The situation was getting worse for Joseph in Egypt. He was no longer a slave in the foreign land, but a prisoner who had to spend time with criminals. According to Hillman (2017), when one is jailed for crimes they committed, there is always a feeling that they somehow deserve the punishment because of their actions. However, when one is falsely accused of something they did not do, it becomes an emotional torture. Joseph decided to be respectful of his master and avoided fornicating with his wife. However, just like the respect and love that he had for his brothers, which landed him into slavery, the respect he had for the master landed him in jail. His attempt to explain to the master what had happened was fruitless because Potiphar believed his wife. Even in prison, he remained respectful and industrious. He was promoted to be in charge of other prisoners. He concealed his pain and remained friendly with all the other prisoners in the jail.

Joseph found favor in most of the people he interacted with. About 2 years later, he gained the favor of Pharaoh, after interpreting a dream that the Egyptian ruler had had. He was promoted to the highest rank in Pharaoh’s cabinet and assigned the role of overseeing mass production and storage of grains in anticipation of drought and famine. He was also given a wife to ensure that he would lead a normal life in this foreign land. However, Joseph still longed to be with his family back in Canaan. He wanted to know about his father, who he loved so much. The bible records that Joseph wept when he saw his brothers. Joseph was able to overcome his suffering, and his dream about his entire family bowing at him became true when Jacob moved to Egypt with his entire family (Genesis 46:4, New International Version). After many years of physical and emotional pain, joy came at last when he was reunited with every member of the family.

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The Character Analysis of Joseph

The suffering and success of Joseph demonstrated unique traits, some of which led to his misery while others enabled him to gain favor before his superiors. One of the traits was honesty. Joseph was an honest man and he felt that it would be fine to share with his family the dreams he had. The honesty earned him love and admiration from the father, but his brothers hated him (Starr, 2018). The story also demonstrates that Joseph was a loyal and obedient person. When his father sent him to his brothers, he did not question him. He did as he was told because he was a loyal son. The story shows that Joseph was too trusting (Hillman, 2017). He never suspected that his brothers would plan anything against him and that is why he went to the wilderness to check on them as was directed by the father.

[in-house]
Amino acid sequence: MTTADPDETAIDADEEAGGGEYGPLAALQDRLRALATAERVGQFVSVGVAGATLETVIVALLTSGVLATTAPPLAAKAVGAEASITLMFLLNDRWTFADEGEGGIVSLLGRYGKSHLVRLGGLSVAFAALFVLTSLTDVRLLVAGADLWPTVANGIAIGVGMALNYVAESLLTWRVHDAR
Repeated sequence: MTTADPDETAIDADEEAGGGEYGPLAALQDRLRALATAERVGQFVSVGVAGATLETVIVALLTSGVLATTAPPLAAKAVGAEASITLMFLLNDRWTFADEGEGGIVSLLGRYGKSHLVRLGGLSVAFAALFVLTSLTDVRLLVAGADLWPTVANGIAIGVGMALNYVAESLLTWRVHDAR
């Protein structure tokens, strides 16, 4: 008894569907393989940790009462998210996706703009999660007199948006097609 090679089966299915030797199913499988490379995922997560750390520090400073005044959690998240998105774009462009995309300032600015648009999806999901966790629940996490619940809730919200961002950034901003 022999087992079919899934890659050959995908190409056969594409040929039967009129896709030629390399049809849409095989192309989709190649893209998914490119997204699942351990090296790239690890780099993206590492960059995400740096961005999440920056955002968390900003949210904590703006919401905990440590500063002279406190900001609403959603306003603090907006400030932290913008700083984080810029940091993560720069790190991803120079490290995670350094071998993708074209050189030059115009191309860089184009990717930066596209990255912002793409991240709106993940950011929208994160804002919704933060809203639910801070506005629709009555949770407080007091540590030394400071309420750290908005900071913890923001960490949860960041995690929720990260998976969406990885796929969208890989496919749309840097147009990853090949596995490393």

Joseph was a loyal man, especially to his father and his Egyptian masters. When he was promoted to the position of house superintendent at Potiphar’s house, he demonstrated his loyalty to the master when he rejected the advances of his wife. He believed that doing so would be a sign of betrayal to a master who had favored him with that position. His action also showed that he was not an adulterous man. He respected the master and his wife and would not do anything to harm them (Evans, 2017). He went to prison because of that virtue. The story also demonstrates that Joseph was an industrious person who knew how to coordinate activities. His promotion at Potiphar’s house, in prison, and by Pharaoh demonstrates his dedication and leadership skills.

Joseph is portrayed as a person who is always willing to forgive others who wronged him. He was sad when his brothers tried to kill him. Their decision to sell him into slavery was just as bad as their plot to kill him. However, he did not hold the grudge against any of them. When they went to Egypt to buy grains, he had a perfect opportunity to take revenge, but he did not do it (Genesis 41:3, New International Version). Instead, he embraced them, provided for them, and allowed them to settle in Egypt to share in his glory as a ruler of the land. Scott (2017) believes that such virtues are critical in enabling one to achieve career success.


The story of Joseph demonstrates the significance of being a morally upright person despite the challenges that one may face. Sometimes it may be easy and tempting to take the easiest but unethical route when solving a problem. Joseph could have given in to the demands of Zuleika and her husband, Joseph’s master, would not have known. He would not have gone through the pain of going to prison as he did. After all, the punishment would have been the same because he went to prison anyway, and for a worse crime of rape. However, he was a righteous man and remained ethical at all times. His righteous, committed, forgiving, and dedicated nature saw him become the second-highest ruler of Egypt.


  1. Evans, T. (2017). Detours: The unpredictable path to your destiny. B & H Publishing Group.
  2. Hillman, O. (2017). The Joseph calling: 6 stages to understand, navigat, and fulfill your purpose. Broad Street Publishing Group LLC.
  3. Ray, M. A. (2016). Transcultural caring dynamics in nursing and health care. F.A. Davis Company.
  4. Scott, P. A. (Ed.). (2017). Key concepts and issues in nursing ethics. Springer.
  5. Starr, B. (2018). Venerations and navigations of Eliza Allen Starr. Lulu Com.